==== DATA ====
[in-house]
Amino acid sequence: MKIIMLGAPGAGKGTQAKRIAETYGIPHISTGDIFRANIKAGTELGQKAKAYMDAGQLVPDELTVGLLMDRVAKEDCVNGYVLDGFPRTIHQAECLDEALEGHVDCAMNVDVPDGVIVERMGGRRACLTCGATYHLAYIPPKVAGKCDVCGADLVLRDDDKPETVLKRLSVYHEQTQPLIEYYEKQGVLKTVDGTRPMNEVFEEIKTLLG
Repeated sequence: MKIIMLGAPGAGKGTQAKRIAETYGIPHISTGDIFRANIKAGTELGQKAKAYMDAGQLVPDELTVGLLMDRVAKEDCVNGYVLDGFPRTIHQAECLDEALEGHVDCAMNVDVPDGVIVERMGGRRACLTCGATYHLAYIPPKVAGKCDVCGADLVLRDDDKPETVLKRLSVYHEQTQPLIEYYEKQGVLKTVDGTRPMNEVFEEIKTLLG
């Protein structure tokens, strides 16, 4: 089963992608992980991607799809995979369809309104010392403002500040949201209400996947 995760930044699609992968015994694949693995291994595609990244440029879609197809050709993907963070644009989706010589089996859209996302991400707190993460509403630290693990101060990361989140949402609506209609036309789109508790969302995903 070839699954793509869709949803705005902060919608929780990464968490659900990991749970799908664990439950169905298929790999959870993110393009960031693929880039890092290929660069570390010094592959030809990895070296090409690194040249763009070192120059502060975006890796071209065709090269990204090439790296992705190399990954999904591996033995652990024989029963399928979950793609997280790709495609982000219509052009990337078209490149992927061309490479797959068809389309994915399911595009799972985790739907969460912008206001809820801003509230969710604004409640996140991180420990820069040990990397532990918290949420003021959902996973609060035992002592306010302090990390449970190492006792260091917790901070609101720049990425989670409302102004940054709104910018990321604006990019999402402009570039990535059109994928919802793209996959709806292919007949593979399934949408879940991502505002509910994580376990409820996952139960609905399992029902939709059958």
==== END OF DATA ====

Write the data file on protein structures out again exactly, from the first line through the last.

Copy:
[in-house]
Amino acid sequence: MKIIMLGAPGAGKGTQAKRIAETYGIPHISTGDIFRANIKAGTELGQKAKAYMDAGQLVPDELTVGLLMDRVAKEDCVNGYVLDGFPRTIHQAECLDEALEGHVDCAMNVDVPDGVIVERMGGRRACLTCGATYHLAYIPPKVAGKCDVCGADLVLRDDDKPETVLKRLSVYHEQTQPLIEYYEKQGVLKTVDGTRPMNEVFEEIKTLLG
Repeated sequence: MKIIMLGAPGAGKGTQAKRIAETYGIPHISTGDIFRANIKAGTELGQKAKAYMDAGQLVPDELTVGLLMDRVAKEDCVNGYVLDGFPRTIHQAECLDEALEGHVDCAMNVDVPDGVIVERMGGRRACLTCGATYHLAYIPPKVAGKCDVCGADLVLRDDDKPETVLKRLSVYHEQTQPLIEYYEKQGVLKTVDGTRPMNEVFEEIKTLLG
């Protein structure tokens, strides 16, 4: 089963992608992980991607799809995979369809309104010392403002500040949201209400996947 995760930044699609992968015994694949693995291994595609990244440029879609197809050709993907963070644009989706010589089996859209996302991400707190993460509403630290693990101060990361989140949402609506209609036309789109508790969302995903 070839699954793509869709949803705005902060919608929780990464968490659900990991749970799908664990439950169905298929790999959870993110393009960031693929880039890092290929660069570390010094592959030809990895070296090409690194040249763009070192120059502060975006890796071209065709090269990204090439790296992705190399990954999904591996033995652990024989029963399928979950793609997280790709495609982000219509052009990337078209490149992927061309490479797959068809389309994915399911595009799972985790739907969460912008206001809820801003509230969710604004409640996140991180420990820069040990990397532990918290949420003021959902996973609060035992002592306010302090990390449970190492006792260091917790901070609101720049990425989670409302102004940054709104910018990321604006990019999402402009570039990535059109994928919802793209996959709806292919007949593979399934949408879940991502505002509910994580376990409820996952139960609905399992029902939709059958």